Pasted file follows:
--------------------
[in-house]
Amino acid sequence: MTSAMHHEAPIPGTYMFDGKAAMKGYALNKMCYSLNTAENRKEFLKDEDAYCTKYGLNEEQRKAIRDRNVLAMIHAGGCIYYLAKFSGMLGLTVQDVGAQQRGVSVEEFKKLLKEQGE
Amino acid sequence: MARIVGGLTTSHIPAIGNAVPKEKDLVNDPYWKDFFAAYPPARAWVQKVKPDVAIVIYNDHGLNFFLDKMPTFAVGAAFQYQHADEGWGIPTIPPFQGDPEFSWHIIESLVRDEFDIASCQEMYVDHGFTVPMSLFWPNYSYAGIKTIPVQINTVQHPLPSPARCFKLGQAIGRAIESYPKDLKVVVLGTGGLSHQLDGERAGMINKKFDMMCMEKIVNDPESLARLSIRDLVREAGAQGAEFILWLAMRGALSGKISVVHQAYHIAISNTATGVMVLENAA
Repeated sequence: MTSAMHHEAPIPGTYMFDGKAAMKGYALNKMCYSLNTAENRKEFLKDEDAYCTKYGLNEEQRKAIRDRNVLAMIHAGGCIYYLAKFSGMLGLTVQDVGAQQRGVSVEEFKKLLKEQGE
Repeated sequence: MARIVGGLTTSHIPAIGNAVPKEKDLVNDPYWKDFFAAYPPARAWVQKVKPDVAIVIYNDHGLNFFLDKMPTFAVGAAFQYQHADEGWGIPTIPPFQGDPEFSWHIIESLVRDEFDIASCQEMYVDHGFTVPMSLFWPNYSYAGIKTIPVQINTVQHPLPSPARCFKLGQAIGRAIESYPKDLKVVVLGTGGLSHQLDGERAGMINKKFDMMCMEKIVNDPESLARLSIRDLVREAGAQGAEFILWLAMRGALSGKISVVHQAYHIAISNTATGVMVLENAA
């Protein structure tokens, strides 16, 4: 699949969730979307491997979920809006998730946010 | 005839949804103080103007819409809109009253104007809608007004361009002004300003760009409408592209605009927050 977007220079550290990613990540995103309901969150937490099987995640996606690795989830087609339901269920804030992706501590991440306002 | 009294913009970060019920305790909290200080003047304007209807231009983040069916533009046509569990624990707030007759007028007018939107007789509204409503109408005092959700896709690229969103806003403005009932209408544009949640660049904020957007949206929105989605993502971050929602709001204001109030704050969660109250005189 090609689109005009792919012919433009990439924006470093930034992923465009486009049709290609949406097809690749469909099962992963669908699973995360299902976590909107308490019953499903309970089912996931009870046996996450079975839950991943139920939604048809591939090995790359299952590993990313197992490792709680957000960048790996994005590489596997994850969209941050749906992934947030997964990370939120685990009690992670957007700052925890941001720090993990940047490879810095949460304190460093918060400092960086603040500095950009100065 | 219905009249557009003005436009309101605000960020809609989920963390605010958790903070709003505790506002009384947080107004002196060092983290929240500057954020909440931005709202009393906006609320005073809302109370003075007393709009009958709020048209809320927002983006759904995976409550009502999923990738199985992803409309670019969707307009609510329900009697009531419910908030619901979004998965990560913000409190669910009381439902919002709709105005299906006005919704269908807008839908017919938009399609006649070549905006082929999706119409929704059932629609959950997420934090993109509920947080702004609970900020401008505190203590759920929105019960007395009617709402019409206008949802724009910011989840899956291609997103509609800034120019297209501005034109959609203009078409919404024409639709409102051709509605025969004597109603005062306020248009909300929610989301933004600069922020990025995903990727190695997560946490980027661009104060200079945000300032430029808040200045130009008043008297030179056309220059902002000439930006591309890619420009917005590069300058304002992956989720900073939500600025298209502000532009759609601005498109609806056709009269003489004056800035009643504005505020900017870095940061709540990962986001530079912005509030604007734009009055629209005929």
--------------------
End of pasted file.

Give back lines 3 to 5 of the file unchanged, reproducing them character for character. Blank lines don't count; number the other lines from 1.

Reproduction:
Amino acid sequence: MARIVGGLTTSHIPAIGNAVPKEKDLVNDPYWKDFFAAYPPARAWVQKVKPDVAIVIYNDHGLNFFLDKMPTFAVGAAFQYQHADEGWGIPTIPPFQGDPEFSWHIIESLVRDEFDIASCQEMYVDHGFTVPMSLFWPNYSYAGIKTIPVQINTVQHPLPSPARCFKLGQAIGRAIESYPKDLKVVVLGTGGLSHQLDGERAGMINKKFDMMCMEKIVNDPESLARLSIRDLVREAGAQGAEFILWLAMRGALSGKISVVHQAYHIAISNTATGVMVLENAA
Repeated sequence: MTSAMHHEAPIPGTYMFDGKAAMKGYALNKMCYSLNTAENRKEFLKDEDAYCTKYGLNEEQRKAIRDRNVLAMIHAGGCIYYLAKFSGMLGLTVQDVGAQQRGVSVEEFKKLLKEQGE
Repeated sequence: MARIVGGLTTSHIPAIGNAVPKEKDLVNDPYWKDFFAAYPPARAWVQKVKPDVAIVIYNDHGLNFFLDKMPTFAVGAAFQYQHADEGWGIPTIPPFQGDPEFSWHIIESLVRDEFDIASCQEMYVDHGFTVPMSLFWPNYSYAGIKTIPVQINTVQHPLPSPARCFKLGQAIGRAIESYPKDLKVVVLGTGGLSHQLDGERAGMINKKFDMMCMEKIVNDPESLARLSIRDLVREAGAQGAEFILWLAMRGALSGKISVVHQAYHIAISNTATGVMVLENAA